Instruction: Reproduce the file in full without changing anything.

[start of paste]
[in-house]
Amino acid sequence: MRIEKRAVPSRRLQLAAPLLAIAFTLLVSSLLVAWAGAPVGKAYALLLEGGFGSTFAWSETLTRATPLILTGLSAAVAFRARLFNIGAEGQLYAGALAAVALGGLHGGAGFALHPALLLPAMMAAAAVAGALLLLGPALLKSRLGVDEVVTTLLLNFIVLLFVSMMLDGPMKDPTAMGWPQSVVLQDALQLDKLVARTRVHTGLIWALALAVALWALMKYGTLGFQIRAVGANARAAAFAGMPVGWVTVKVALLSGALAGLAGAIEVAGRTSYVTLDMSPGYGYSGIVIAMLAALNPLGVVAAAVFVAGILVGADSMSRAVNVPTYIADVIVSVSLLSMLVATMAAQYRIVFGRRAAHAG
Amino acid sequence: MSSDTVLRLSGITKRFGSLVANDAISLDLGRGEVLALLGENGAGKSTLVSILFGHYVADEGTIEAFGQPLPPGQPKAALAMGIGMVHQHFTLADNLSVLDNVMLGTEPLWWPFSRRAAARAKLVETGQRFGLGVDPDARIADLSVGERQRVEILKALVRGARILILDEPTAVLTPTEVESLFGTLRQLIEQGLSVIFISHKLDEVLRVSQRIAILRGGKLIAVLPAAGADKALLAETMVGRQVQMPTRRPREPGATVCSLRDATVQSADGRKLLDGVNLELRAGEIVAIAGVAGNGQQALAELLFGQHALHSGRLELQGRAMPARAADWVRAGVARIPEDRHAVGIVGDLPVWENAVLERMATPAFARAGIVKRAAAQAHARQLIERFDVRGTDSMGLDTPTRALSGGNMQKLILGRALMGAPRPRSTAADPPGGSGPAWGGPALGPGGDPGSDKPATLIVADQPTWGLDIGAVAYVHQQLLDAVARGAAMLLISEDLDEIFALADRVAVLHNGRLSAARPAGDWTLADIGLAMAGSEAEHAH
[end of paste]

[in-house]
Amino acid sequence: MRIEKRAVPSRRLQLAAPLLAIAFTLLVSSLLVAWAGAPVGKAYALLLEGGFGSTFAWSETLTRATPLILTGLSAAVAFRARLFNIGAEGQLYAGALAAVALGGLHGGAGFALHPALLLPAMMAAAAVAGALLLLGPALLKSRLGVDEVVTTLLLNFIVLLFVSMMLDGPMKDPTAMGWPQSVVLQDALQLDKLVARTRVHTGLIWALALAVALWALMKYGTLGFQIRAVGANARAAAFAGMPVGWVTVKVALLSGALAGLAGAIEVAGRTSYVTLDMSPGYGYSGIVIAMLAALNPLGVVAAAVFVAGILVGADSMSRAVNVPTYIADVIVSVSLLSMLVATMAAQYRIVFGRRAAHAG
Amino acid sequence: MSSDTVLRLSGITKRFGSLVANDAISLDLGRGEVLALLGENGAGKSTLVSILFGHYVADEGTIEAFGQPLPPGQPKAALAMGIGMVHQHFTLADNLSVLDNVMLGTEPLWWPFSRRAAARAKLVETGQRFGLGVDPDARIADLSVGERQRVEILKALVRGARILILDEPTAVLTPTEVESLFGTLRQLIEQGLSVIFISHKLDEVLRVSQRIAILRGGKLIAVLPAAGADKALLAETMVGRQVQMPTRRPREPGATVCSLRDATVQSADGRKLLDGVNLELRAGEIVAIAGVAGNGQQALAELLFGQHALHSGRLELQGRAMPARAADWVRAGVARIPEDRHAVGIVGDLPVWENAVLERMATPAFARAGIVKRAAAQAHARQLIERFDVRGTDSMGLDTPTRALSGGNMQKLILGRALMGAPRPRSTAADPPGGSGPAWGGPALGPGGDPGSDKPATLIVADQPTWGLDIGAVAYVHQQLLDAVARGAAMLLISEDLDEIFALADRVAVLHNGRLSAARPAGDWTLADIGLAMAGSEAEHAH